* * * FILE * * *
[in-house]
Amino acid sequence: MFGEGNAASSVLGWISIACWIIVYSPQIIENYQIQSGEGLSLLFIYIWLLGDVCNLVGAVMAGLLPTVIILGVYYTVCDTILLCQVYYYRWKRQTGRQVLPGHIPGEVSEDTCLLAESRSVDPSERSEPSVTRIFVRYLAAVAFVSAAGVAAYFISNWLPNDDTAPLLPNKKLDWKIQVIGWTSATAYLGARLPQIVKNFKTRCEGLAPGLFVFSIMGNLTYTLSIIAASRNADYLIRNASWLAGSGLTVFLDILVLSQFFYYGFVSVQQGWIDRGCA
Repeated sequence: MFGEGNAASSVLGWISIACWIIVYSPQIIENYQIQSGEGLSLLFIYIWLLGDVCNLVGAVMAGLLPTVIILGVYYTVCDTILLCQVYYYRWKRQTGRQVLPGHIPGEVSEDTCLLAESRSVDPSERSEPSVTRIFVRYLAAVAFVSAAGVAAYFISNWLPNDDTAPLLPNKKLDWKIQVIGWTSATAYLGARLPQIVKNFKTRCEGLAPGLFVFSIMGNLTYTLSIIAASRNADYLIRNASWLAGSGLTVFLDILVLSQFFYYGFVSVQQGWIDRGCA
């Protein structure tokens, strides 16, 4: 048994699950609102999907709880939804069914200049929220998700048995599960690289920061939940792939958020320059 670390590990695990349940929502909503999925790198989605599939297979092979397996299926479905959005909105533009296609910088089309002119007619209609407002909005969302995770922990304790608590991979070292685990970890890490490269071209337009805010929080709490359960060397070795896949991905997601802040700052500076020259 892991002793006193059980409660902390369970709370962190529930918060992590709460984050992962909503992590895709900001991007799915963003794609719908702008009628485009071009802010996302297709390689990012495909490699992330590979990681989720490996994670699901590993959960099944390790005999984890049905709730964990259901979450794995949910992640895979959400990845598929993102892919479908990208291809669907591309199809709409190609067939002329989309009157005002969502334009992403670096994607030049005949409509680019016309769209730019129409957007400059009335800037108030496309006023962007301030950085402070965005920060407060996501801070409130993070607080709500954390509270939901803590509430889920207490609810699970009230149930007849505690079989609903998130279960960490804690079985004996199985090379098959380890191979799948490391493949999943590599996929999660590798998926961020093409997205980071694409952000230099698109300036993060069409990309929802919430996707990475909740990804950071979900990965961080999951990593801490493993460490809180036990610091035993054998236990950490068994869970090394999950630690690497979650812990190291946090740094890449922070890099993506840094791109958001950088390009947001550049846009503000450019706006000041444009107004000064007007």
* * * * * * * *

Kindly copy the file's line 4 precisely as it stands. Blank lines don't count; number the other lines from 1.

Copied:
């Protein structure tokens, strides 16, 4: 048994699950609102999907709880939804069914200049929220998700048995599960690289920061939940792939958020320059 670390590990695990349940929502909503999925790198989605599939297979092979397996299926479905959005909105533009296609910088089309002119007619209609407002909005969302995770922990304790608590991979070292685990970890890490490269071209337009805010929080709490359960060397070795896949991905997601802040700052500076020259 892991002793006193059980409660902390369970709370962190529930918060992590709460984050992962909503992590895709900001991007799915963003794609719908702008009628485009071009802010996302297709390689990012495909490699992330590979990681989720490996994670699901590993959960099944390790005999984890049905709730964990259901979450794995949910992640895979959400990845598929993102892919479908990208291809669907591309199809709409190609067939002329989309009157005002969502334009992403670096994607030049005949409509680019016309769209730019129409957007400059009335800037108030496309006023962007301030950085402070965005920060407060996501801070409130993070607080709500954390509270939901803590509430889920207490609810699970009230149930007849505690079989609903998130279960960490804690079985004996199985090379098959380890191979799948490391493949999943590599996929999660590798998926961020093409997205980071694409952000230099698109300036993060069409990309929802919430996707990475909740990804950071979900990965961080999951990593801490493993460490809180036990610091035993054998236990950490068994869970090394999950630690690497979650812990190291946090740094890449922070890099993506840094791109958001950088390009947001550049846009503000450019706006000041444009107004000064007007």